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The Philosophy of Juice & Crackers
A HEART THAT'S BREAKING
21 July, 2015
I've been pretty philosophical about Sheila's lymphoma diagnosis since the vet gave us "weeks" 27 days ago. The medicine cured her swollen leg and perked her up. She started behaving like her old self. The smile was back. She ran into the house for treats.
Maybe the meds had given her a new lease on life.
I was still fairly philosophical about things. She'd had a long, happy life. We loved her a lot, but she was an old dog and it would be very sad to see her die, but I could cope. But I never really believed she was close to dying.
That was before this morning.
Two days ago, it seemed as if she crashed. She got up moving like...well, me, moving slowly, painfully and sank immediately into her favorite spot, outside on the patio. She wasn't interested in her breakfast. When I went out and gave the dogs treats before I left, she didn't come running for a treat and when I brought it to her, she took it in her mouth, then dropped it and let it lie between her feet.
She still came into the living room to sleep with me at night, but no longer by my side. Now out on the big part of the floor. In the middle of the night that night she was sleeping on her side and I thought she might have died.
Last night she again was not interested in her dinner, though took several big pieces of my ham steak. When I tried to slip in a cream cheese covered pill, which she had been begging for for many days, she dropped it and then wasn't interested in anything from my hand any more.
This morning when she woke up, she went straight outside under her bush without looking at anyone. She has been there ever since. The other dogs had their usual pieces of my toast (which never fails to bring Sheila in), but she stayed outside. I took her a crust of toast and a piece of egg and tossed it at her under the bush. She picked them up and put them between her front paws, then growled when Polly tried to steal them from her. Later, she got up and walked away and Polly got them anyway.
I had not yet made a vet appointment (I was going to go in to see about her foot, which she has been eating again), but sitting there, watching her, I thought maybe today should be the day.
That unleashed the floodgates. I have not yet made the appointment, but I wrote to Ashley who offered to come with me. But I know Walt would like to come, if he agrees with me that today should be the day. I am heartbroken.
Walt said he had been thinking the same thing, so we have an appointment for 5 p.m., for the doctor's assessment and then decisions made about what to do. There is a spark of hope, but I'm not counting on a last minute miracle.
Sheila, noble to the end, made the decision easier. She just walked in, heavily, and stood there, head bowed just panting. Didn't even want water. She wouldn't come when I called her. Just seemed to try to decide what she wanted to do. She looked so sad. Then she walked back outside to lie down again. It left no question about the quality of her life today.
I feel like I used to feel going to the dentist's office, before I met Cindy. Butterflies that won't quit, and that sick "I want to throw up" / "I don't want to do this" feeling, yet knowing I must do it. She has been a good and faithful companion for 11 years. I owe her a painless end to her life.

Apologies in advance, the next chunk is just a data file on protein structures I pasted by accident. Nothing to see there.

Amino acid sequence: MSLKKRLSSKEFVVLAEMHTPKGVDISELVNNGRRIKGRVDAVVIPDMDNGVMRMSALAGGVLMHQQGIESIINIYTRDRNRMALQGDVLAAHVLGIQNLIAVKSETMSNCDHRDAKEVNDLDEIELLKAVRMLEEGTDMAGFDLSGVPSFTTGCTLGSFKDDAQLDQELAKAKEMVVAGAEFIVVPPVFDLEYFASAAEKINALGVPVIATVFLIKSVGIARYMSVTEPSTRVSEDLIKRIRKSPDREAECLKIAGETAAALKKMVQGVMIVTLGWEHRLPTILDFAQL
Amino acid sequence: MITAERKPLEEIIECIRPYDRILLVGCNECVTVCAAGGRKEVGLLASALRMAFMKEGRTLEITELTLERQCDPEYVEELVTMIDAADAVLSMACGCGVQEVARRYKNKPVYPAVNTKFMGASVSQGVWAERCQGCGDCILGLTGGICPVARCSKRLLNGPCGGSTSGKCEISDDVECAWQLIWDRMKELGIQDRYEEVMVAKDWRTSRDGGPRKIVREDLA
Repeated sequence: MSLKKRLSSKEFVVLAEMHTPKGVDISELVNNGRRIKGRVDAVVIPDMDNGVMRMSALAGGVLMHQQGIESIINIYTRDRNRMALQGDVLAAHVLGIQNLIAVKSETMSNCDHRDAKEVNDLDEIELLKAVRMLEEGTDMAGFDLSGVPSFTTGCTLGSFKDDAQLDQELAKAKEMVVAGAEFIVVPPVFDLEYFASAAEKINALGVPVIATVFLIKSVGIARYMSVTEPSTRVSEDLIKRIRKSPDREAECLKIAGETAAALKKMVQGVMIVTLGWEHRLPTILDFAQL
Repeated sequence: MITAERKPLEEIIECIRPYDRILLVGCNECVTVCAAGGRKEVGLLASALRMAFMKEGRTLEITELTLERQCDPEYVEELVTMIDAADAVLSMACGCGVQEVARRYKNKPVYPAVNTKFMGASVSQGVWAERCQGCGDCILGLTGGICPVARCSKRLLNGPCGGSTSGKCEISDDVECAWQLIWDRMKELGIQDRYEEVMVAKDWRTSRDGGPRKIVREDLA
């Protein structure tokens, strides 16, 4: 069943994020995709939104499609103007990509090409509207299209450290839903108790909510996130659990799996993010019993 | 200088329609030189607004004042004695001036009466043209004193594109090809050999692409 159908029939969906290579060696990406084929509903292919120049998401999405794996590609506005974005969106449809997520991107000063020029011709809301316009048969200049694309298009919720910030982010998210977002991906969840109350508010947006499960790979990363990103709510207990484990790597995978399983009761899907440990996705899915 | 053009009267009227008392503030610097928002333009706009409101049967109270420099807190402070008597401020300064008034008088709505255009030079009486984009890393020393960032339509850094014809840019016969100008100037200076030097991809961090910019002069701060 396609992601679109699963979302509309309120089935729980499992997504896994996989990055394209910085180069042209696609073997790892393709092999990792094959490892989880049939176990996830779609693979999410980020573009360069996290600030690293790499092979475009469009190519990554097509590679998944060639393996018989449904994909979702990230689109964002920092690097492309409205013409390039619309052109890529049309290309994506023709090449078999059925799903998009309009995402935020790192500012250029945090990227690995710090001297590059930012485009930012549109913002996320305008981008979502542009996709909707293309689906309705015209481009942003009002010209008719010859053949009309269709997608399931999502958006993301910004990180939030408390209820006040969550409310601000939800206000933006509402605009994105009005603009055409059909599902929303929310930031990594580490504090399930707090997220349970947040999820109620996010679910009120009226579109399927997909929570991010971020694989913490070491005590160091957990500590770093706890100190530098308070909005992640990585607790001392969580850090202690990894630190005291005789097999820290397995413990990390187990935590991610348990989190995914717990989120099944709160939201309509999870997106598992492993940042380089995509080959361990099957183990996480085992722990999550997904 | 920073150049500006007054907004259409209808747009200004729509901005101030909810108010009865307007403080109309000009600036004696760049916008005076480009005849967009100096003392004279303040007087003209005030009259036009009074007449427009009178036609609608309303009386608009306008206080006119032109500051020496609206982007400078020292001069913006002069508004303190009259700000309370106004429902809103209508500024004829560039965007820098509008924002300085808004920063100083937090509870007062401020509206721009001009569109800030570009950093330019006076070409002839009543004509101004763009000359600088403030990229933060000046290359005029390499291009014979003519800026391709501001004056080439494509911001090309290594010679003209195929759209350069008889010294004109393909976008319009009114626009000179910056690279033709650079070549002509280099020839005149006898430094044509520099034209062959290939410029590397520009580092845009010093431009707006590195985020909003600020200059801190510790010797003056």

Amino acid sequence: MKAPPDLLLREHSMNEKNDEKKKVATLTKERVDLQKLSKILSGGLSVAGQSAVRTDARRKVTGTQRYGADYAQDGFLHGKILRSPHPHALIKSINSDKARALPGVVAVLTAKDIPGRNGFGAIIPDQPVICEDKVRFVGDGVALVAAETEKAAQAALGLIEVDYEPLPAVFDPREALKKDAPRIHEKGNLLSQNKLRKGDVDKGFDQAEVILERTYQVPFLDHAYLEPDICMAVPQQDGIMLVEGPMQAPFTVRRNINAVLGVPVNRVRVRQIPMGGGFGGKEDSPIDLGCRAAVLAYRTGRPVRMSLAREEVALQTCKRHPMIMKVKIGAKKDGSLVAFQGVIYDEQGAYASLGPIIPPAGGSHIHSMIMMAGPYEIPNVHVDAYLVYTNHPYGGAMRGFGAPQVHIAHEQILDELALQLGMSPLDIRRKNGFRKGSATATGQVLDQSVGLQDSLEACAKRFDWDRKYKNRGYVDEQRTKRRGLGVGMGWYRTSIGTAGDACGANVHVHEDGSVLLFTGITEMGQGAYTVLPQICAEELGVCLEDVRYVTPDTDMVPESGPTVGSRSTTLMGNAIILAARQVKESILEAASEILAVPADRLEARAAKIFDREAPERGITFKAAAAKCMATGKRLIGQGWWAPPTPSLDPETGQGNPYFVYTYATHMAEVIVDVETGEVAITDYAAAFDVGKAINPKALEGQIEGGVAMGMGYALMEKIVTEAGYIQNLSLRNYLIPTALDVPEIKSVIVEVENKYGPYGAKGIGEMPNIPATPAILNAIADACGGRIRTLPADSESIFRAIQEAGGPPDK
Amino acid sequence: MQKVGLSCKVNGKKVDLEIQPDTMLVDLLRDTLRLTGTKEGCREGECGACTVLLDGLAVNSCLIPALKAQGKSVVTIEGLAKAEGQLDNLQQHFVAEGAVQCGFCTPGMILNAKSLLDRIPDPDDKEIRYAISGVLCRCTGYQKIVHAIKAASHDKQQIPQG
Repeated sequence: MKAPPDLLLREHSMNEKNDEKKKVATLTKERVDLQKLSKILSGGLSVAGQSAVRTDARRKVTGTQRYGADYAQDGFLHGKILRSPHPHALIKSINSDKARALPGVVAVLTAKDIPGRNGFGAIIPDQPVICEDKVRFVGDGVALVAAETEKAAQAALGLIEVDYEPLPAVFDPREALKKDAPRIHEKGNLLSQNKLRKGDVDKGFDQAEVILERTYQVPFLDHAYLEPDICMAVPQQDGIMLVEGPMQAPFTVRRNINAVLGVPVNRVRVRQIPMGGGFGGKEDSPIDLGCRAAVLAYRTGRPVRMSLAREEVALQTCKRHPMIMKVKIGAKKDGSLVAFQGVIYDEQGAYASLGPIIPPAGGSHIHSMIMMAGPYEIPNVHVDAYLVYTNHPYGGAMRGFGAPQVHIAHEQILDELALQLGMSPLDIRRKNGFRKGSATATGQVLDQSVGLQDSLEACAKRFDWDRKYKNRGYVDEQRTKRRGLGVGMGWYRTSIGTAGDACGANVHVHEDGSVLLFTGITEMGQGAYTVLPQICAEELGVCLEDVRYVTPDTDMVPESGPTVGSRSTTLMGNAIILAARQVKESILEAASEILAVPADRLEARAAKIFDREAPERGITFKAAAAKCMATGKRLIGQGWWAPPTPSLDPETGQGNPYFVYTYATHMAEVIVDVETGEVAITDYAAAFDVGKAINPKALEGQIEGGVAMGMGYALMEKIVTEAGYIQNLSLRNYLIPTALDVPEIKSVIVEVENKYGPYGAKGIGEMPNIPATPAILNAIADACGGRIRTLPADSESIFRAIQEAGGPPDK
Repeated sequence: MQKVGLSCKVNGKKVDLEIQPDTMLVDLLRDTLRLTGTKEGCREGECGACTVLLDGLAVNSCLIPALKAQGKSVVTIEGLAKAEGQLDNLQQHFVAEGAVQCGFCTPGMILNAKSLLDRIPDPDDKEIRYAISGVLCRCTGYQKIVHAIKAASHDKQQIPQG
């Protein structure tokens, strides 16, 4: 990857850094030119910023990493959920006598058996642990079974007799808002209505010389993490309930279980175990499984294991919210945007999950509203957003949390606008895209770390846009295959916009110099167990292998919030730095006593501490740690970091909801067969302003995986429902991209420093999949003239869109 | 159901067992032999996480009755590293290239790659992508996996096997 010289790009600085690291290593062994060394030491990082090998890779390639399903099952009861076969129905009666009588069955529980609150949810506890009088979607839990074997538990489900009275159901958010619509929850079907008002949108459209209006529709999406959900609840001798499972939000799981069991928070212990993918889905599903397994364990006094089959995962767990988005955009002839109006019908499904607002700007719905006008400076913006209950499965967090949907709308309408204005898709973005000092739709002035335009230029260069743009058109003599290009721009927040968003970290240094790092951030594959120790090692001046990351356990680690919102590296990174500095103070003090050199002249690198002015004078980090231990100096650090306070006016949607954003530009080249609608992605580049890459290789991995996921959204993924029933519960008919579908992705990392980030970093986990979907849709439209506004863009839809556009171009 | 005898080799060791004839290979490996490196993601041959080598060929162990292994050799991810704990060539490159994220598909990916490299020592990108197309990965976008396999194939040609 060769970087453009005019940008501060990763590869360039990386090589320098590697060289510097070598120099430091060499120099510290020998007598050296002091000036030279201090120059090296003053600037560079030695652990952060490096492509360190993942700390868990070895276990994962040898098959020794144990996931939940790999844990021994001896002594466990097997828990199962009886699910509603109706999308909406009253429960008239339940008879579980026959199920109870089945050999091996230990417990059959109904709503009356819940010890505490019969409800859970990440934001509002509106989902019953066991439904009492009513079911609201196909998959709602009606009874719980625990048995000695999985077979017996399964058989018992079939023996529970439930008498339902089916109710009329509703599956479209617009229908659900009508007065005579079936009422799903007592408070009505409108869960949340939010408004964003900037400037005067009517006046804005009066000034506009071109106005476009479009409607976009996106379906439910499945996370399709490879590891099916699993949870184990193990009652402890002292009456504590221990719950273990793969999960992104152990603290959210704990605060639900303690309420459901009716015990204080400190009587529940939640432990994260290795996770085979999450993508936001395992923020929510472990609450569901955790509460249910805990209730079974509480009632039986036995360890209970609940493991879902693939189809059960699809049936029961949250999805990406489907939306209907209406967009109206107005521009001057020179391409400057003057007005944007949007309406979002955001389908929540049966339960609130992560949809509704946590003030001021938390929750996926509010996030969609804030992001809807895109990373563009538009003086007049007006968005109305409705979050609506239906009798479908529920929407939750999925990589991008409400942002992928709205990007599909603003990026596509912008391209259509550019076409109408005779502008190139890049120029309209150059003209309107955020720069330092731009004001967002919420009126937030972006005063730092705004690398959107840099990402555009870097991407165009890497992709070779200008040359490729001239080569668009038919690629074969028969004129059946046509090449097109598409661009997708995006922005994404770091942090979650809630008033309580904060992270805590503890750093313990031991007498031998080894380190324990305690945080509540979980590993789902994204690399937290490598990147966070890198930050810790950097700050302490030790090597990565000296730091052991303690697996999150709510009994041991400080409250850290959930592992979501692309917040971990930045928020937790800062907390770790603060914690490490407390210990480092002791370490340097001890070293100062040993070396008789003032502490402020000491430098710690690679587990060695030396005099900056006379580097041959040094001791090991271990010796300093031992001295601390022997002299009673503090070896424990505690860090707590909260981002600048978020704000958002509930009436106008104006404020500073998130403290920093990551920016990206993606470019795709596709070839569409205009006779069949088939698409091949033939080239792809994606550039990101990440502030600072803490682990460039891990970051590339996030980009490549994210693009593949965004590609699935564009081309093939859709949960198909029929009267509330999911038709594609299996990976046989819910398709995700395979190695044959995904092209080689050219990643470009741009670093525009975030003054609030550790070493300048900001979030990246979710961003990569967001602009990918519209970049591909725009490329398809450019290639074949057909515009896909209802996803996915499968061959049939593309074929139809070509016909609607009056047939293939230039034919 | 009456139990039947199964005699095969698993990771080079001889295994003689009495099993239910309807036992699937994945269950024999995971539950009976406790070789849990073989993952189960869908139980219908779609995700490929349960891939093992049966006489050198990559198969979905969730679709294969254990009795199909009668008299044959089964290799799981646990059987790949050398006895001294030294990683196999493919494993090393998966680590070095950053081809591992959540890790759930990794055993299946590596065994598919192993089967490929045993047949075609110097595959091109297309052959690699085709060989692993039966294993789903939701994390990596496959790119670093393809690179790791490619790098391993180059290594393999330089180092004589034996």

We loaded Sheila in the car. Sheila has always loved riding in the car. She stands up at the window and just sticks her nose out. She did that on a 2-3 hour drive once. When we went to the vet last time, she sat by the window, but didn't lift her nose. When we put her in the car today, she lay down on the floor. Walt and I petted her on the brief drive.
When we got out she peed copious amounts on the clinic greenery in the parking lot, then we went inside. There was a woman with a cat in a carrier. Sheila stood right next to the carrier and displayed no interest in the cat whatsoever.
They are very solicitous. They put down a blanket for her on the floor of the exam room (though she preferred to lie on the cool floor). They brought all the financial stuff to us, so we could pay before it was done and leave without having to talk to anybody. Considering that I was crying, that was probably best, though kind of a "Loved One" sort of touch.
The vet came in with a tranquilizer to relax her. He started to explain the process and we told him she was about the 8th dog we had put to sleep at that clinic. "We were here before you, in fact," I told him. He arrived in 1974, we arrived in 1973. The vet before him was the one who put our first dog, Mutt, to sleep. Mutt had so many medical problems toward the end of his life and when it came time to put him down, they didn't charge us for it. Today they charged us $180. Death isn't cheap, even for dogs.
The vet left us with her while she fell asleep. I took off her collar (Walt had earlier removed her leash). We both told her good bye and what a good dog she was. There is a reason they keep a box of tissues in the exam room.
Then came the final injection. "This part goes quickly," he told us, unnecessarily. By the time the syringe was empty she was gone. When we had Toby put to sleep, he was on the exam table and I had my hands on him. I could feel his spirit leaving. With Sheila on the floor and me unable to get onto the floor, I didn't have that experience. We said our last goodbyes to her lifeless body and quickly left the office. The staff averted their eyes when we walked past. As I said, they are very solicitous.
We talked about Sheila and all our former dogs on the drive home, then greeted Lizzie and Polly, who don't know that Sheila is gone. I put a picture of Sheila on my iPhone Wallpaper.
Ned arrived with a ham.
PHOTO OF THE DAY
Good bye, old girl. You were a wonderful companion.
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